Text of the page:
Envirobytes - Archive
EnviroBytes, a Summary of Issues and Events for Week Ending September 18, 2009
EPA LIGHTS UP THE NIGHT SKY SEPT. 25-26-27 ATOP THE PECO BUILDING TO PROMOTE POLLUTION PREVENTION WEEK
EPA Region 3 is undertaking a pollution prevention outreach to raise awareness that the effort to prevent pollution in the first place, saves money and protects the environment in the long run. The pollution prevention message will light up the night sky in Philadelphia on the recently installed, energy-efficient LED "Crown Lights" atop the PECO Building (2301 Market Street, Philadelphia, Pa.) and can be viewed at night Sept. 25-26-27. EPA is also challenging the public to participate in its "Pick 5" campaign (available online) which challenges the public to pick five out of 10 pollution prevention challenges and commit to carry them out to make a difference in the environment. (examples: testing your home for radon, ecycling, saving electricity, using less water, commuting without polluting). Register to pick 5 via the region's homepage for this challenge at www.epa.gov/region03 or at the P2 Web site http://www.epa.gov/reg3wcmd/p2/index.htm.
PENNSYLVANIA CHURCH WINS ENERGY STAR AWARD
The Energy Star Small Business and Congregation Awards announced that the Swarthmore (Pa.) Presbyterian Church, one of eleven organizations nationwide (and one of four congregations) have won recognition in the effort to fight climate change through the Energy Star for Congregations program. By undergoing Energy Star standard improvements in their heating and air conditioning systems, acquisition of Energy Star appliances and energy efficient lighting, and enhancing public awareness with a "Green Christianity" speaker series, the church is saving more than $30,000 each year in energy costs. This more than 86,500 kWh and almost 11,000 therms of natural gas per year represents a reduction in greenhouse gas emissions equivalent to the CO2 emissions from the electricity use of 19 homes. Learn more about the program and winners, at http://www.energystar.gov/index.cfm?c=small_business.sb_congregations and http://www.energystar.gov/index.cfm?c=sb_success.congregations_winners
GREEN POWER PARTNERSHIP ANNOUNCES ITS RENEWABLE ENERGY LEADERS IN REGION 3
EPA's Green Power Partnership recognized its annual Leadership Award winners for their effort to fight climate change and reduce conventional electricity use through the purchase of green power (solar, wind, geothermal, biogas, biomass, and low-impact hydro). Two mid-Atlantic region based organizations: Maryland-based real estate firm Foulger-Pratt Management, Inc. and the Western Pennsylvania Energy Consortium (WPEC) received awards for their sizeable purchases of renewable energy. In 2009, Foulger-Pratt Management purchased more than 34 million kilowatt-hours of wind-derived renewable energy certificates to power 74 percent of its facilities. During 2009, WPEC plans to increase its use of green power to 15 percent/annual electricity needs to assist the consortium reach its goal of reducing its 2003 greenhouse gas emissions level by 20 percent by 2023. For more information, go to www.epa.gov/greenpower/awards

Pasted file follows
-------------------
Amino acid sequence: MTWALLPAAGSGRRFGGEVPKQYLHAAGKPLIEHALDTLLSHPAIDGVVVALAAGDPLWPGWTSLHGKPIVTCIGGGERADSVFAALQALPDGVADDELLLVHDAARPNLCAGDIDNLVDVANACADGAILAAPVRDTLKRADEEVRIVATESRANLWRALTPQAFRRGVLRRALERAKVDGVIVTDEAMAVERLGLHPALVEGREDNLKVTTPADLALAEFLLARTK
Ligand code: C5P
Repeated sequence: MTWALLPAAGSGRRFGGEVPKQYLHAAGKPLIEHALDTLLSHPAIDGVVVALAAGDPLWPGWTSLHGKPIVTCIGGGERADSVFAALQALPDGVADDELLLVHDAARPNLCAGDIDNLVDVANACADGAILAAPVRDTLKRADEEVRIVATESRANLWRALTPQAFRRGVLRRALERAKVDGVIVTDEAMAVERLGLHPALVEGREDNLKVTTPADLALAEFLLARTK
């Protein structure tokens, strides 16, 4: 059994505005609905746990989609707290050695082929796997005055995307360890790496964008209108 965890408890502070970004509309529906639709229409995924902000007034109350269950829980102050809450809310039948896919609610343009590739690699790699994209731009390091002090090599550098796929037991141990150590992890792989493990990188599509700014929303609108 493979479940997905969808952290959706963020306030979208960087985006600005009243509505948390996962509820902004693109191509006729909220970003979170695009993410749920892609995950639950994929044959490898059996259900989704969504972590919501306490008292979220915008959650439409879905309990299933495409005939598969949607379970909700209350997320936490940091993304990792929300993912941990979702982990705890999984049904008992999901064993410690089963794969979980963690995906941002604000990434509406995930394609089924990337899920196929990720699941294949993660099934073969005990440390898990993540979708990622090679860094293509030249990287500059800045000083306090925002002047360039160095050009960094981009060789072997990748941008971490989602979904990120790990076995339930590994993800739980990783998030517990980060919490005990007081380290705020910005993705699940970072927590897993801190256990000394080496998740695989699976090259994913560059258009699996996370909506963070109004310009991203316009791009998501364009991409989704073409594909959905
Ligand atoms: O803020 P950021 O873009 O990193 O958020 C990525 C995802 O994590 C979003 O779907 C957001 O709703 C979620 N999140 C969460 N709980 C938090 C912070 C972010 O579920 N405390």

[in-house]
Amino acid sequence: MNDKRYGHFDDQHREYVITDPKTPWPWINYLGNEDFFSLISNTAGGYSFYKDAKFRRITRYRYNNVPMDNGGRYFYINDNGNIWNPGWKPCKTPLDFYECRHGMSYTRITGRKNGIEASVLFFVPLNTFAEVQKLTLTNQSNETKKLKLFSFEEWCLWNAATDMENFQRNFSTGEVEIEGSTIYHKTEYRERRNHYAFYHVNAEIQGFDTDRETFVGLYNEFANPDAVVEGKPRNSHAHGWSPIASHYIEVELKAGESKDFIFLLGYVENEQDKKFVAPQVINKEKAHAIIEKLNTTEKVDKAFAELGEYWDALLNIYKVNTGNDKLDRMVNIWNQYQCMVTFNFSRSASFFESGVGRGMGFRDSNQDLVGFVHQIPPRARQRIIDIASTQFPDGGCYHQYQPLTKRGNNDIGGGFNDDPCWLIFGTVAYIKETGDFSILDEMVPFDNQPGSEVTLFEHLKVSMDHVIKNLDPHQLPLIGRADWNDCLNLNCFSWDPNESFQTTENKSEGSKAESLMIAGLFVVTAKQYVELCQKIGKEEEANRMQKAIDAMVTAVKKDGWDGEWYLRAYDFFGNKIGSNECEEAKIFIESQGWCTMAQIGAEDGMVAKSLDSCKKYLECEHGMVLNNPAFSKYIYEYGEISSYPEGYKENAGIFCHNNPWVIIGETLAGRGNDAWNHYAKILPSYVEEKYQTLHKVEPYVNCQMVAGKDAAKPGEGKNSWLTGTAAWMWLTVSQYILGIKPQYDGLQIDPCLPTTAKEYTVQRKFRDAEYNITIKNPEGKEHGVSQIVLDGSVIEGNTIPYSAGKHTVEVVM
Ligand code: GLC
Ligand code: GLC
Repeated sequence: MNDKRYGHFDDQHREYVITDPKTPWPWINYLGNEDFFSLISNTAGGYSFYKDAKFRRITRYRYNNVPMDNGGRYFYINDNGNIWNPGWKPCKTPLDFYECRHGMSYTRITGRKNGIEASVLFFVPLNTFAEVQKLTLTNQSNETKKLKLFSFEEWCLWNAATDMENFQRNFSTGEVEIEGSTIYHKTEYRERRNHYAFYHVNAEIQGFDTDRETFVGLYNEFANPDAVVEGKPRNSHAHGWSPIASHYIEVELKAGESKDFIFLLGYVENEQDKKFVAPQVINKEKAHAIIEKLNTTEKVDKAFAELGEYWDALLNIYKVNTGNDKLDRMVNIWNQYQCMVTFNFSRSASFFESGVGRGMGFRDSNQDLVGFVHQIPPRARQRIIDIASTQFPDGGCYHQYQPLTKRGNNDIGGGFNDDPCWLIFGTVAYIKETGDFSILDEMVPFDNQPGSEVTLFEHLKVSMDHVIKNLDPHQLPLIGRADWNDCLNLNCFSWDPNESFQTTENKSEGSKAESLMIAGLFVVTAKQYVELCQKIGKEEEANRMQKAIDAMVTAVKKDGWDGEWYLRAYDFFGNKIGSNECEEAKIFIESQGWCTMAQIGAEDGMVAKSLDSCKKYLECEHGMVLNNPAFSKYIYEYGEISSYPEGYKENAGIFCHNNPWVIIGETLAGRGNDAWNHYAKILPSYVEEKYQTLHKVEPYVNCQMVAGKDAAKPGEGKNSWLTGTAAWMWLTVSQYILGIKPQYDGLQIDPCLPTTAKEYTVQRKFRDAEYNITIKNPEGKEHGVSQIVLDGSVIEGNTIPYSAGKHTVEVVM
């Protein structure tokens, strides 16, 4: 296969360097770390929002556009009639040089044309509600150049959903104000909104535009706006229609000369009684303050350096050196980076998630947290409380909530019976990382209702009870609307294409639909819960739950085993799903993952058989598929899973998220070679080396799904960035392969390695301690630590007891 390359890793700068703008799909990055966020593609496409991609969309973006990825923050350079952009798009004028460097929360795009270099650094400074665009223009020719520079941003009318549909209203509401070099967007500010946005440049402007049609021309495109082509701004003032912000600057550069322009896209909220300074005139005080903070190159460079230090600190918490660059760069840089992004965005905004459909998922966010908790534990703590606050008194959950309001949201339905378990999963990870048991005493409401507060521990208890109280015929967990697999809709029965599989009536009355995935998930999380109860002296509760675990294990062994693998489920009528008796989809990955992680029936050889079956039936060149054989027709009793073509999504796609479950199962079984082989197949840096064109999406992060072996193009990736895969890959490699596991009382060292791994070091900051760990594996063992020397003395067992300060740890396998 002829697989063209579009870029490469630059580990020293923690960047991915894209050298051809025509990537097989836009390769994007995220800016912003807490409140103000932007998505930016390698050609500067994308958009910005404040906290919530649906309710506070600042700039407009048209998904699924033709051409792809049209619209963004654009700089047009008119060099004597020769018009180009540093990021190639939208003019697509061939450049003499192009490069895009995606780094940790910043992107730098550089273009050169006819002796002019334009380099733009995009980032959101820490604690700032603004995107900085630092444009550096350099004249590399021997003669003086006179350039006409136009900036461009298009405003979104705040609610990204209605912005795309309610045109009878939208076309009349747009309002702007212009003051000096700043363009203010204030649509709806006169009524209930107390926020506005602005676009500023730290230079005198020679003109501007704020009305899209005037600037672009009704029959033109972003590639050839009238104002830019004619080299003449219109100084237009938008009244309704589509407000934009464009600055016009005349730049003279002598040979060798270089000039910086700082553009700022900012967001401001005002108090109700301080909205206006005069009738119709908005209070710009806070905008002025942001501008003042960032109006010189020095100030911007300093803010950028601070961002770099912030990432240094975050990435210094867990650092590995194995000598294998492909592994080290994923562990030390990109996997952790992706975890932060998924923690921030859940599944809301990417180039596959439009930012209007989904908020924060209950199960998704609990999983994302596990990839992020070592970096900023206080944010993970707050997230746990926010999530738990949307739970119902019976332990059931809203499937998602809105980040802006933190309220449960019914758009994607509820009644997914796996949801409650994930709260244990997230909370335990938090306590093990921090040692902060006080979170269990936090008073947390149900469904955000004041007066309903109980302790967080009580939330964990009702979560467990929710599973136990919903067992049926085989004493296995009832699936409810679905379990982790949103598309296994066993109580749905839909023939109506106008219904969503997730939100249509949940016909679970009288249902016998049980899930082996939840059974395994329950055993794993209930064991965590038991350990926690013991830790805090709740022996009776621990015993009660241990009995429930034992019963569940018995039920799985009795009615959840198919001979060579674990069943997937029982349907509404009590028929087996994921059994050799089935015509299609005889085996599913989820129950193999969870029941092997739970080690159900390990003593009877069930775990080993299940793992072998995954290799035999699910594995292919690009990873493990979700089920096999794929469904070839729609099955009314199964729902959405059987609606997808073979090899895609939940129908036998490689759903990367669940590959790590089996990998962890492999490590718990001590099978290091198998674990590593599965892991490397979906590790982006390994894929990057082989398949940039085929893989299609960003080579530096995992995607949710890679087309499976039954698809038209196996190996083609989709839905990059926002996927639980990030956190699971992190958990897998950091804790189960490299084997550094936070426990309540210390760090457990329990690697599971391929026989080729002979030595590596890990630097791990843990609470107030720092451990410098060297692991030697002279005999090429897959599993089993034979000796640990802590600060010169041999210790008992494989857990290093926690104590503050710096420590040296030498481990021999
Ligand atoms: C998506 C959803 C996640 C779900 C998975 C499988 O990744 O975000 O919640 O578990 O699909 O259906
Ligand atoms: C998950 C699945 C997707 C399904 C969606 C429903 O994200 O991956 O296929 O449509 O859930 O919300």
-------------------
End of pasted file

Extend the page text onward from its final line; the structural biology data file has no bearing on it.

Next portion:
BUCKS COUNTY ECO-INDUSTRIAL PARK AND TWO TENANTS JOIN EPA PROGRAM
EPA's mid-Atlantic region welcomed three new members to its Sustainability Partnership including U.S. Steel Corporation's Keystone Industrial Port Complex (KIPC), the developer of the industrial complex and brownfield. The Sustainability Partnership helps organizations that expend large quantities of energy, water, and natural resources, providing them with cost-effective ways to save money and minimize any adverse affects on the environment in their redevelopment/cleanup efforts. KIPC's two tenants: AE Polysilicon and Abington Reldan Metals have joined the program, joining other eco-based tenants. AE Polysilicon develops materials for use in the production of solar energy; and Abington Reldan Metals reclaims metals used in computers and electronics that otherwise become toxic waste. Partners will receive EPA assistance to implement sustainability plans and voluntary programs, collecting data, and will benefit from reduced purchasing, disposal costs and improved operating efficiency. For more information, go to www.epa.gov/reg3wcmd/spp/index.html.
VOLUNTARY INITIATIVE HELPS CITIES REDUCE GREENHOUSE GAS EMISSIONS
EPA's sustainable skylines partnership initiative (SSI) is a voluntary program that assists organizations to partner with cities to reduce greenhouse gas emissions and improve air quality. Specifically, any agency, company, or organization with a service, expertise, product, or needed resources that can help member cities reduce emissions, or who commit to improve their environmental footprint, may apply as a national partner. EPA offers assistance (technical support, training, funding) to help communities achieve the project objectives by identifying local issues, building partnerships, and providing technical expertise and resources. Benefits include cost savings, tax advantages, and recognition. For more information, go to http://www.epa.gov/sustainableskylines/ssipartners.html#npp
EPA PLANS TO REVISE 2008 NATIONAL OZONE STANDARDS